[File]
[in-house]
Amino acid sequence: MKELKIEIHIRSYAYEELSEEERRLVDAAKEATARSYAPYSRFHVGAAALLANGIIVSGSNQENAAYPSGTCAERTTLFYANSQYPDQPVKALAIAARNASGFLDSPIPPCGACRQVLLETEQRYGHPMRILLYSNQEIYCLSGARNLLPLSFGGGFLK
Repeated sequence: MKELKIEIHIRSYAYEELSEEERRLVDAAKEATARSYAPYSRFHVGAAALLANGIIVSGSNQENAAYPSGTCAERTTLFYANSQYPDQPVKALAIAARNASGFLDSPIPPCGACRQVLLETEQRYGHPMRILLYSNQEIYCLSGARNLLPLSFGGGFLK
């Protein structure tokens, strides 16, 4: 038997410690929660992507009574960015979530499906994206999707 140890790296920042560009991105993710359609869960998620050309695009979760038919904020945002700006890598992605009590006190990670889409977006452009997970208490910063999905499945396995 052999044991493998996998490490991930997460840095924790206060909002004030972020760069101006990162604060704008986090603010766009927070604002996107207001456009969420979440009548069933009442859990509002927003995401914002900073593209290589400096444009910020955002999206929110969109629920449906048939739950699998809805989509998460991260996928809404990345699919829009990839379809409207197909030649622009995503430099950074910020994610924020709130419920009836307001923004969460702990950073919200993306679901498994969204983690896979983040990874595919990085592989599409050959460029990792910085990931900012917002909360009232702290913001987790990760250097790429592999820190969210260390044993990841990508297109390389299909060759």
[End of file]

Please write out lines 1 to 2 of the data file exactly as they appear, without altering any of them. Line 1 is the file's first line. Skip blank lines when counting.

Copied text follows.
[in-house]
Amino acid sequence: MKELKIEIHIRSYAYEELSEEERRLVDAAKEATARSYAPYSRFHVGAAALLANGIIVSGSNQENAAYPSGTCAERTTLFYANSQYPDQPVKALAIAARNASGFLDSPIPPCGACRQVLLETEQRYGHPMRILLYSNQEIYCLSGARNLLPLSFGGGFLK